Video report by ITV News Correspondent Rebecca Barry
The month-long Covid lockdown has been lifted in England, but the majority of people across the country still face tough restrictions under the tiered system.
MPs voted on Tuesday to approve Boris Johnson's plan for regional measures. despite the prime minister facing furious opposition from Tories to the restrictions that put 99% of England under strict regulations.
More than 55 million people will be under Tier 2 and Tier 3 measures from Wednesday, meaning mixing between households indoors will effectively be banned for the vast majority of the country.
Only the Isle of Wight, Cornwall and the Isles of Scilly – accounting for little more than 1% of England’s population – face the lightest Tier 1 coronavirus restrictions.
People living in these Tier 1 areas will be able to mix with six people indoors and outdoors, but people in these areas are still being urged to work from home if they can and pubs are limited to table service.
Explained: New tier rules and how they will work
Large swathes of the Midlands, North East and North West are in the most restrictive Tier 3, which accounts for 41.5% of the population, or 23.3 million people.
Under Tier 3 restrictions, households are banned from mixing, except in limited circumstances such as parks. Bars and restaurants would be limited to takeaway or delivery services and people would be advised to avoid travelling outside their area.
Most of England, including London, has been placed under Tier 2 Covid restrictions - which covers 57.3% of the country or 32 million people - with household mixing indoors banned and curbs on pubs and restaurants.
Kent, which was under Tier 1 restrictions before the month-long England lockdown, will be moved to Tier 3 following a spike in coronavirus infections.
Bristol and the West Midlands, including Birmingham will also be placed under Tier 3 measures until December 16 when tiers will be reviewed.
The tier categories have been tightened from the restrictions put in place in the autumn after government scientific advisers warned the previous measures had not been effective enough at controlling the virus.
What can you do in each tier from December 2? The new rules in England at a glance:
Tier 1: Up to six people can meet indoors or outdoors. Pubs and restaurants can open, with last orders at 10pm and closing at 11pm.
Tier 2: No mixing indoors, apart from support bubbles. Up to six people can meet outdoors. Pubs and restaurants can open, with last orders at 10pm and closing at 11pm - but alcohol can only be served with a substantial meal.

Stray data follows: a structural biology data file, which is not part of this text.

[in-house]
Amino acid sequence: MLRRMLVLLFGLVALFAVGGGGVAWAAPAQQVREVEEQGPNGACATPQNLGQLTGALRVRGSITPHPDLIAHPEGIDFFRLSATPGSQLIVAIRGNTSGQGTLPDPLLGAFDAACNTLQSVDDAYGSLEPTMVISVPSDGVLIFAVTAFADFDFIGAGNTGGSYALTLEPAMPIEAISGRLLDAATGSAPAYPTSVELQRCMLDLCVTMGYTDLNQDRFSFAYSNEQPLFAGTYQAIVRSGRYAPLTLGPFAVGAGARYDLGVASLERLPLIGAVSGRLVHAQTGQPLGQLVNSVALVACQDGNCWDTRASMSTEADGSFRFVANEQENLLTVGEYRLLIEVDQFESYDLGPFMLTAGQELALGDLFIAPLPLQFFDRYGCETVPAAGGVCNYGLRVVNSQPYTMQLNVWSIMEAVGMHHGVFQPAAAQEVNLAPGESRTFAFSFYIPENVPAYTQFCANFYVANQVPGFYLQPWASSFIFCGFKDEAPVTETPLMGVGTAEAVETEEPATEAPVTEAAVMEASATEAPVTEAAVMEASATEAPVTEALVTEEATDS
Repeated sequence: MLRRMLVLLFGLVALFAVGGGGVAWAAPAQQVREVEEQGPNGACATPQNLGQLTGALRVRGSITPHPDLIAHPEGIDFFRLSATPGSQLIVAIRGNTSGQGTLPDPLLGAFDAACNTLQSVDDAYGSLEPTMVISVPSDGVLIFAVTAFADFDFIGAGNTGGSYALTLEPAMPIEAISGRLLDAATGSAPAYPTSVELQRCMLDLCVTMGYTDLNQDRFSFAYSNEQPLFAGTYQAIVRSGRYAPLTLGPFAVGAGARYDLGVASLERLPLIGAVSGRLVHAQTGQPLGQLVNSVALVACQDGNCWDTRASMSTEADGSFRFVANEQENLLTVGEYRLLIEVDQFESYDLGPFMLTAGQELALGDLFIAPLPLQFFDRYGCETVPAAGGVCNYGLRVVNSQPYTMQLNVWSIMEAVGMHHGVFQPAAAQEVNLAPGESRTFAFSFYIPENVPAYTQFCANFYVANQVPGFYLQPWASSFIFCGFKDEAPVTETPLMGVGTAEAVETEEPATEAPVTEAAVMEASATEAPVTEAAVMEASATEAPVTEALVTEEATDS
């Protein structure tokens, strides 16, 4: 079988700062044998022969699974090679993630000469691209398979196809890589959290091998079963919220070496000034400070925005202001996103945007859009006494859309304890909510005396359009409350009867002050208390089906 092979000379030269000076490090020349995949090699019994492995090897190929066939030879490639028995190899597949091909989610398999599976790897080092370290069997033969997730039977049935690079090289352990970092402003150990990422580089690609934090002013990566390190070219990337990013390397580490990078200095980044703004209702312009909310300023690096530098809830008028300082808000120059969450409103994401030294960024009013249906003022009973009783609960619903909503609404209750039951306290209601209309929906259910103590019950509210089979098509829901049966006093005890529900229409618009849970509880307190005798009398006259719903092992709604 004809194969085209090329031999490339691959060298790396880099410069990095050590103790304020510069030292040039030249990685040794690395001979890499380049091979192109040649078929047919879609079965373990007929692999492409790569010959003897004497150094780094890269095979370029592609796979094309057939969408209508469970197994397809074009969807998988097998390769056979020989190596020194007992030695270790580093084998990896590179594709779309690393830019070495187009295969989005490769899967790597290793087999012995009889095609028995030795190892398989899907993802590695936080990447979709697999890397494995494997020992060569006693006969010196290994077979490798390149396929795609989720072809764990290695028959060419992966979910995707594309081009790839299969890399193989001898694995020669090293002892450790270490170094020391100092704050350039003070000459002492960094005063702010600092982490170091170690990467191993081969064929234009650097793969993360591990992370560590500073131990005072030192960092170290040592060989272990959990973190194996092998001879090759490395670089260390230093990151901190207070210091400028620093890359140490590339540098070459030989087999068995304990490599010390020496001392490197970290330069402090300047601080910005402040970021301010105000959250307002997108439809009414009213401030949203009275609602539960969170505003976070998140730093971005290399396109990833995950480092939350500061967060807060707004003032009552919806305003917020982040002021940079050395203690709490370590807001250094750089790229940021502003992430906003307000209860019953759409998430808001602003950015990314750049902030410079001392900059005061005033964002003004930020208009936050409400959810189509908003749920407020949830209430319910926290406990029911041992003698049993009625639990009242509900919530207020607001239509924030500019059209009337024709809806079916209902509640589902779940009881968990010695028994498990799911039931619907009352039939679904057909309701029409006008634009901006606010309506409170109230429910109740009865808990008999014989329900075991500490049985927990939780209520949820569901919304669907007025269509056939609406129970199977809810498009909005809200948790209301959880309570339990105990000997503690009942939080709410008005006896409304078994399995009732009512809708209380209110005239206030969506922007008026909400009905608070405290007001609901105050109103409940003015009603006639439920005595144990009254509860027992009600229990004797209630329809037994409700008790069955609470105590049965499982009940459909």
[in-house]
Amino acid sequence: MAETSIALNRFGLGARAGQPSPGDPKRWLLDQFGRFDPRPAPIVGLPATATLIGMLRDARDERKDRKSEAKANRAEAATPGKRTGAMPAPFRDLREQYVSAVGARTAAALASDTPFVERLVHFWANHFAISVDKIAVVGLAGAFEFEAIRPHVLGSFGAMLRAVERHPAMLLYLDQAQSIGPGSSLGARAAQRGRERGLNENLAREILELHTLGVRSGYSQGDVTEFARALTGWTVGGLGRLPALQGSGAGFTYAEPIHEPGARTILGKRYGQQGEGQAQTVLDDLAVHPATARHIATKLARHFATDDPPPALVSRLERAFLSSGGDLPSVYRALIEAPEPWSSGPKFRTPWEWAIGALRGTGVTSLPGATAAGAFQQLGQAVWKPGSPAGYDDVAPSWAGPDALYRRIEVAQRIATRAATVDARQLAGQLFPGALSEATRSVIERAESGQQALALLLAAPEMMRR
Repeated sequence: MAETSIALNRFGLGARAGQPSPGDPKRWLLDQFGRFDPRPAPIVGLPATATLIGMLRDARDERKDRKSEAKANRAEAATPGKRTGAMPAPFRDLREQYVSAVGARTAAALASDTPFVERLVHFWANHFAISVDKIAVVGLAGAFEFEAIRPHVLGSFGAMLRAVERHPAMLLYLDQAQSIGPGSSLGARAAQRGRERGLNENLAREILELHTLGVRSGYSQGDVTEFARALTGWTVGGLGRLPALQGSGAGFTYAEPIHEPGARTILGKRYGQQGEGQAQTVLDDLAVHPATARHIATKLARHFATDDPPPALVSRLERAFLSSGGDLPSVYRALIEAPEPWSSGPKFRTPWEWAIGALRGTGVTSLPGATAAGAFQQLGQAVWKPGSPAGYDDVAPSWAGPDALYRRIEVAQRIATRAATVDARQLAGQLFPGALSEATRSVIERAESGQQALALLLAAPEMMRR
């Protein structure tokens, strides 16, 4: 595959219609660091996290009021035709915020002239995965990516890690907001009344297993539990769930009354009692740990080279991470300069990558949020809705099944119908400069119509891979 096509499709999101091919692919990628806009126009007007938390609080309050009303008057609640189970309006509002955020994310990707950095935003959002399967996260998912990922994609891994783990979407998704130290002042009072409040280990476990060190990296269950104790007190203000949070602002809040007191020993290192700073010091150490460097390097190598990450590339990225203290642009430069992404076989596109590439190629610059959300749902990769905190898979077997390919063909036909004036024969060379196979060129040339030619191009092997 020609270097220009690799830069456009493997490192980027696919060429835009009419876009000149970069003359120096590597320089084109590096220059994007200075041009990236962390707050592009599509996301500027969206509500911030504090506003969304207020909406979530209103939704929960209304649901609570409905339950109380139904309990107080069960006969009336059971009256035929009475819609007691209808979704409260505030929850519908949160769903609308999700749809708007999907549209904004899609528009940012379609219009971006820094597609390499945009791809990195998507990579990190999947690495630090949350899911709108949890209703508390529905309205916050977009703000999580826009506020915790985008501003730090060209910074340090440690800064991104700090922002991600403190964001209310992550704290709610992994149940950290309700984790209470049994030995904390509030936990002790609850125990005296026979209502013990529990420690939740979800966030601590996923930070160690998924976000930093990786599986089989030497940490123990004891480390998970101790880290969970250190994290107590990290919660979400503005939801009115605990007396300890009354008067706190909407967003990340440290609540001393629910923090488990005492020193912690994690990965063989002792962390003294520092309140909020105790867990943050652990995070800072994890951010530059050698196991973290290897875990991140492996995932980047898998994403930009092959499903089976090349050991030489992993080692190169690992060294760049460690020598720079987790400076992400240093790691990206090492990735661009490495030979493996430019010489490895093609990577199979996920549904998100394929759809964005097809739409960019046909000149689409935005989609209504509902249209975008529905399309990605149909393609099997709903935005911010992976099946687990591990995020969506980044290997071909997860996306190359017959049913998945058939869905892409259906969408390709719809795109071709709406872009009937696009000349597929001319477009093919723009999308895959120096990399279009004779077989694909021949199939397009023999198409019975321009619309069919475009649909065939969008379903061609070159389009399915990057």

Tier 3: No mixing indoors. People can only meet outdoors in limited places such as parks and public gardens. Pubs and restaurants must close, with the exception of takeaway sales.
In all tiers, non-essential shops, gyms, hairdressers and personal care services can open. People in all tiers to work from home where they can do so. Full details on what you can do in each tier here.
Last week, health secretary Matt Hancock told MPs: “Thanks to the shared sacrifice of everyone in recent weeks, in following the national restrictions, we have been able to start to bring the virus back under control and slow its growth, easing some of the pressure on the NHS.
“We will do this by returning to a regional tiered approach, saving the toughest measures for the parts of the country where prevalence remains too high.”
But some MPs were left angered after seeing their areas escalated up two tiers compared to their status before the November lockdown prompting Mr Johnson's biggest rebellion since last December's general election.
Despite heavy opposition from MPs on his own backbenches, among them chair of the 1922 Committee Sir Graham Brady, the prime minister won the vote by 291 to 78, a majority 213.
Labour leader Sir Keir Starmer had instructed his MPs to abstain from the vote, but 15 oppositions MPs, including Richard Burgon and Emma Lewell-Buck, defied orders by voting against the proposals.
Earlier this week, the prime minister said rapid turnaround community testing would be made available in Tier 3 areas for six-weeks as part of the government's Winter plan.
“The system is untried and there are many unknowns but if it works we should be able to offer those who test negative the prospect of fewer restrictions – for example meeting up in certain places with others who have also tested negative," he said.